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these are FTSE250 Income stocks trade at the lowest earnings multiples. Would it be a great way for investors to generate passive income at a low cost?
Marks and Spencer Group
clothing and food retailers Marks and Spencer (LSE: MKS) has not paid a dividend in recent years. However, Citi analysts expect the company to resume its dividend policy this fiscal year, followed by a sharp increase in shareholder compensation.
A total dividend of 4.5p per share is expected for the financial year ending March. This gives us a decent starting yield of 2.8%.
Transactions at the company have been more impressive recently, with same-store sales up 7.2% in the December quarter. The company’s ambition to become a multi-channel operator could help it maintain this momentum and deliver long-term growth.
In January, it announced a £480m plan to overhaul its store network to take advantage of e-commerce opportunities. This includes the creation of 20 new large-scale stores that could help the company capitalize on the ‘click and collect’ boom.
But I still don’t think M&S is a good choice for income investors. The outlook for earnings and dividends remains highly uncertain amid a turbulent economy and persistently high inflation.
The latest data on food inflation from the British Retail Consortium yields alarming results. This shows his February annual price gains accelerating to his 14.5% from 13.8% the previous month. With the prices of essentials rising, shoppers can barely afford to spend on clothing and home goods.
We are also concerned about M&S’s ability to generate solid investor returns as competition in the apparel sector intensifies. This could again lead to a solid retreat in revenue and profit margins.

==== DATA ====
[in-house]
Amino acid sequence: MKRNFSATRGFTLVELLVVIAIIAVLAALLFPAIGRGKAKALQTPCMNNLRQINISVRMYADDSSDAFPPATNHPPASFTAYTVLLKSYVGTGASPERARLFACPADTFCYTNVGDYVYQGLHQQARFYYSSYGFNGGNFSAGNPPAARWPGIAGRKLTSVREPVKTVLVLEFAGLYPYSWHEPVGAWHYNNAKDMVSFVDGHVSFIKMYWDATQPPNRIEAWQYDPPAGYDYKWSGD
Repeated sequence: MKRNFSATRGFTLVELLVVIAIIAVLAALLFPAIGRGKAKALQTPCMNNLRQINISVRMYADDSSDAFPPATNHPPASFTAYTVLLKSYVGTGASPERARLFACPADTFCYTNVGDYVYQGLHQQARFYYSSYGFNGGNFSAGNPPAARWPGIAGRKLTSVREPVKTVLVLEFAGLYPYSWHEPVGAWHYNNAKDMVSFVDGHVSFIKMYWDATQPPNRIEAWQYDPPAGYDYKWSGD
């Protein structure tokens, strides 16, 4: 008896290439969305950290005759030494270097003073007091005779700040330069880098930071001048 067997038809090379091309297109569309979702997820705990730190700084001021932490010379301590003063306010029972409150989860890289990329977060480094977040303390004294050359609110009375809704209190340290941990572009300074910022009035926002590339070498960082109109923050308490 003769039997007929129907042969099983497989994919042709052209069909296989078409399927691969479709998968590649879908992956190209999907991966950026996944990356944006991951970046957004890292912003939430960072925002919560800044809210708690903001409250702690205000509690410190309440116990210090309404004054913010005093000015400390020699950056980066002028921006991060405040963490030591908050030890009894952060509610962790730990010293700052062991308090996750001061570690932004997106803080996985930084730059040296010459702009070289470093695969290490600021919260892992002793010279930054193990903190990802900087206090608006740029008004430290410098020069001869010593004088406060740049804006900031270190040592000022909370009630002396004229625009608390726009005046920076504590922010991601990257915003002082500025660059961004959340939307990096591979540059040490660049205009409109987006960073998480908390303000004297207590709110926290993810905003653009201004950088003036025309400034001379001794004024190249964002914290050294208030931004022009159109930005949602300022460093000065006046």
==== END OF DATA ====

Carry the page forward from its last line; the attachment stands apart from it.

Ultimately, I think investors should stop buying stocks in retailers.not even low forward Price Earnings Ratio (P/E) 10.7x is enough.
house builder Redisplay (LSE: RDW) looks like a much more attractive dividend stock to me. Not just because it offers better overall value than Marks & Spencer, at least on paper.
In the fiscal year ending June, it traded at a P/E multiple of just 6.2x. Meanwhile, the corresponding dividend yield is 5.6%, well above the FTSE 250 share average of 3.1%.
I think Redrow’s long-term prospects are much more encouraging than those of the aforementioned retailers. There is a serious housing shortage in the UK, and housing construction rates continue to be low, and look set to get worse as the population grows.
But that doesn’t mean I buy stock in companies for passive income. Redrow’s own order book fell by £400m year-on-year to £1.1bn as of January 1st.
Average home prices fell 1.1% last month, the biggest drop in more than a decade, according to the latest national data. Buyer demand is weak and that trend may continue as interest rates continue to rise and the economy deteriorates.
I believe Redrow will pay great dividends over the next decade.That’s why I keep some FTSE100 Home builder in my portfolio. But I think investors are better off buying other dividend stocks for market-beating income this year.
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